VIII. Dissent and the Organization

  • In our specialized society, we depend on experts to inform us accurately of possible dangers and opportunities of which nonspecialists are unaware. But most experts are employed by large organizations with their own vested interests.
  • "An Anatomy of Whistle Blowing" by Ralph Nader inWhistle Blowing, edited by Ralph Nader, Peter Petkas and Kate Blackwell (New York: Grossman, 1972), pp. 3-11.
  • "Missile-blower" by Daniel Golden, The Boston Globe Magazine, 19 July 1992, pp. 10-11, 16-26.
  • "Uranium Miners Inherit Dispute's Sad Legacy," Keith Schneider, New York Times, 9 January, 1990, pp. A1, A20.
  • "President Lyndon Johnson: The War Within" by Richard N. Goodwin in The New York Times Magazine, 21 August 1988, pp. 34-38, 42, 48.
  • "The Advisor's Dilemma" in Citizen Scientist, pp. 30-39.
  • "Due Process for Dissent" in Citizen Scientist, pp. 40-51.
  • "The Role of Law in Protecting Scientific and Technical Dissent" by Alfred Feliu, IEEE Technology and Society Magazine, June 1985, pp. 3-9.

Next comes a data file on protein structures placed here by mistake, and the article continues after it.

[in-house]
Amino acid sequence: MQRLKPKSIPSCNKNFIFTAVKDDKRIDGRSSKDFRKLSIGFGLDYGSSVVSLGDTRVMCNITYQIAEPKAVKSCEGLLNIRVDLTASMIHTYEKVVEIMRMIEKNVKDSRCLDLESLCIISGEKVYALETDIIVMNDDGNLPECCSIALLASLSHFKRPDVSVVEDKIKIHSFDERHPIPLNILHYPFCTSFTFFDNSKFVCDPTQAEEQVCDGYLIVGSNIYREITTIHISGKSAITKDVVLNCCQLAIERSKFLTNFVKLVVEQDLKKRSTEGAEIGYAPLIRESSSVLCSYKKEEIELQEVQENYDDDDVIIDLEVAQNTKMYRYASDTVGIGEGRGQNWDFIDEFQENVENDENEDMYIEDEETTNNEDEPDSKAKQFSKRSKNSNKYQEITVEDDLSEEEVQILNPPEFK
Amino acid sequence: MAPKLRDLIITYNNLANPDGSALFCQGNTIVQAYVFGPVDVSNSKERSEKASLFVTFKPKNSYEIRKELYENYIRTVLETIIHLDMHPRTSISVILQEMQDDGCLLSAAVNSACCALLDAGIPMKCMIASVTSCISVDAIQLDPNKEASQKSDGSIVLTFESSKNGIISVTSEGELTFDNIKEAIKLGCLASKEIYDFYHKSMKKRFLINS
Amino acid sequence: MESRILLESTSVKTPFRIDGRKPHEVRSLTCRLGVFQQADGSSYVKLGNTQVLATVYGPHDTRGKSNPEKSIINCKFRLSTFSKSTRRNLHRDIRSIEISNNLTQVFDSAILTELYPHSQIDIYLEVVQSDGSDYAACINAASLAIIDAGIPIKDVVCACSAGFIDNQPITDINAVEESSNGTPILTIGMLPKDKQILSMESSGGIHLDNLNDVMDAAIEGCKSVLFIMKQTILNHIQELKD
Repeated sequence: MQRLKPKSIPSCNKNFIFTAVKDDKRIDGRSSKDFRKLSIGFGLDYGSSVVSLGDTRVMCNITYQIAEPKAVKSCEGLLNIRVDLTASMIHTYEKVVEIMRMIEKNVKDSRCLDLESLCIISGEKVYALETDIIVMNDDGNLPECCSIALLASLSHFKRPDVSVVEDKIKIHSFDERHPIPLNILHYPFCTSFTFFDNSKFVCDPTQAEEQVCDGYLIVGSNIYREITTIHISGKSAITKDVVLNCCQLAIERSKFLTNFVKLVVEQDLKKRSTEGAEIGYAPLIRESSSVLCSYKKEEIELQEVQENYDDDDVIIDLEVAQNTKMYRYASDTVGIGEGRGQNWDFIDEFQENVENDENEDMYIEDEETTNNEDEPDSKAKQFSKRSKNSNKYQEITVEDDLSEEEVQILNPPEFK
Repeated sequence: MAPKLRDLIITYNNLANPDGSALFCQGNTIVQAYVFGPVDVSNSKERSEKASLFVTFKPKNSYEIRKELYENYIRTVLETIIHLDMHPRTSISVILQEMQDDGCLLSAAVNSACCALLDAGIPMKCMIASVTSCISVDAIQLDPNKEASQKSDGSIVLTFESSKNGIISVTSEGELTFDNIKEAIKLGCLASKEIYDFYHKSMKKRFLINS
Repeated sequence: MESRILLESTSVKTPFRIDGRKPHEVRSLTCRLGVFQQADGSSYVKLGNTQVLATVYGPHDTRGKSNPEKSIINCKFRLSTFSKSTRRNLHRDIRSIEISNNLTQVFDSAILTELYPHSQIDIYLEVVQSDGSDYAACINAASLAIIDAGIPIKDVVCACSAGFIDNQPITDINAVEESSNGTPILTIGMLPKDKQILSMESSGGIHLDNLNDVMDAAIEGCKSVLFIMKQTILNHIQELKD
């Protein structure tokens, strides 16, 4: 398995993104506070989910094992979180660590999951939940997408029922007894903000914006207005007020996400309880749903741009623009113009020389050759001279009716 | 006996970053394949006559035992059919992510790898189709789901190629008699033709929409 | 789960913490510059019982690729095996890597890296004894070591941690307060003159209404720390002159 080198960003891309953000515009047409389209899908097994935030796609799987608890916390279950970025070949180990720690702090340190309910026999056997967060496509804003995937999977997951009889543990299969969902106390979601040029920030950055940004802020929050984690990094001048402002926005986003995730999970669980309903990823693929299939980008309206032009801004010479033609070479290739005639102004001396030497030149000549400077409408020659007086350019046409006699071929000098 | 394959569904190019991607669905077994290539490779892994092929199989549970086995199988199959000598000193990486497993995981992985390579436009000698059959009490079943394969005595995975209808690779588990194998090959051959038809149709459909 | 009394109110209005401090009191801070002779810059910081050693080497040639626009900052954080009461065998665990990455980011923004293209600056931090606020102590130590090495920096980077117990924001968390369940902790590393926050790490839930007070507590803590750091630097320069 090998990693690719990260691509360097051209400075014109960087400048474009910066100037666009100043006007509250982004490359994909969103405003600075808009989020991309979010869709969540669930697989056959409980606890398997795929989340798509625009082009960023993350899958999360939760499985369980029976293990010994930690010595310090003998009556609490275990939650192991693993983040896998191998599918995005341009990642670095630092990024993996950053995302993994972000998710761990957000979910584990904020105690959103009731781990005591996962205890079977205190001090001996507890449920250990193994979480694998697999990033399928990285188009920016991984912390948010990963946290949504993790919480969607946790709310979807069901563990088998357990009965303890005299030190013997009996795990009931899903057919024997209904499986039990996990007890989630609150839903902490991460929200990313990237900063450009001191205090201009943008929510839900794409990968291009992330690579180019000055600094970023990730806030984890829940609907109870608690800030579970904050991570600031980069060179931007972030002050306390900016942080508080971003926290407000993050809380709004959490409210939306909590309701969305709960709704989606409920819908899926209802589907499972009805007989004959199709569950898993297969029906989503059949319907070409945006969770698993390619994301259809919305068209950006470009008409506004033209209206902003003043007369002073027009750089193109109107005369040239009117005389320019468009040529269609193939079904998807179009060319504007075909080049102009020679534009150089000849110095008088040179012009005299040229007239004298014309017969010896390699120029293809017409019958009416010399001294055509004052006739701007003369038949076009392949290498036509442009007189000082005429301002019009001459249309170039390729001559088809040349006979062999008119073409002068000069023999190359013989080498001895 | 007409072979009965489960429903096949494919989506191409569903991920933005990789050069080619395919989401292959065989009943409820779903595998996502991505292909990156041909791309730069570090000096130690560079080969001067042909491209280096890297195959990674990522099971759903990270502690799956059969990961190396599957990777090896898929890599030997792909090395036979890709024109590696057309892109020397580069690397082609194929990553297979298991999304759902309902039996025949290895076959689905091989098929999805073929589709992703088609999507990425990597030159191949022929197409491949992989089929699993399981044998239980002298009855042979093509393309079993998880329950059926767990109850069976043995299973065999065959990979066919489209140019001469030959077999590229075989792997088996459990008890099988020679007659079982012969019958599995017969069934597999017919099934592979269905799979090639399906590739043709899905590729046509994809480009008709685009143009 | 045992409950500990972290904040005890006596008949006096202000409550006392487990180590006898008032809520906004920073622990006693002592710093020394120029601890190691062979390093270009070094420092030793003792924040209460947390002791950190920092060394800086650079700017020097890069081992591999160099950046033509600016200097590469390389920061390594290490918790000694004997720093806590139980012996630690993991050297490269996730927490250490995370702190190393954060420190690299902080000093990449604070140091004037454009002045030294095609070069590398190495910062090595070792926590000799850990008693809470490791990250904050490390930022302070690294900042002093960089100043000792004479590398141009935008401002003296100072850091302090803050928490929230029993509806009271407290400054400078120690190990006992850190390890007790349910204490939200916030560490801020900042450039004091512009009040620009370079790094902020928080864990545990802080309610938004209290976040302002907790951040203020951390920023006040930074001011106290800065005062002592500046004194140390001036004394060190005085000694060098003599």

IX. R&D -- for What?

  • Historically, about one half of U.S. R&D has been supported by government (mostly the DoD) and half by industry. Major cutbacks are currently occurring in both sectors, indicating a loss of confidence both in government's ability to improve public welfare with R&D and, within industry, in its ability to capture the economic benefits of its R&D. At the same time, the momentum of previous technological innovation -- especially in the area of information management -- is having a major impact on our society.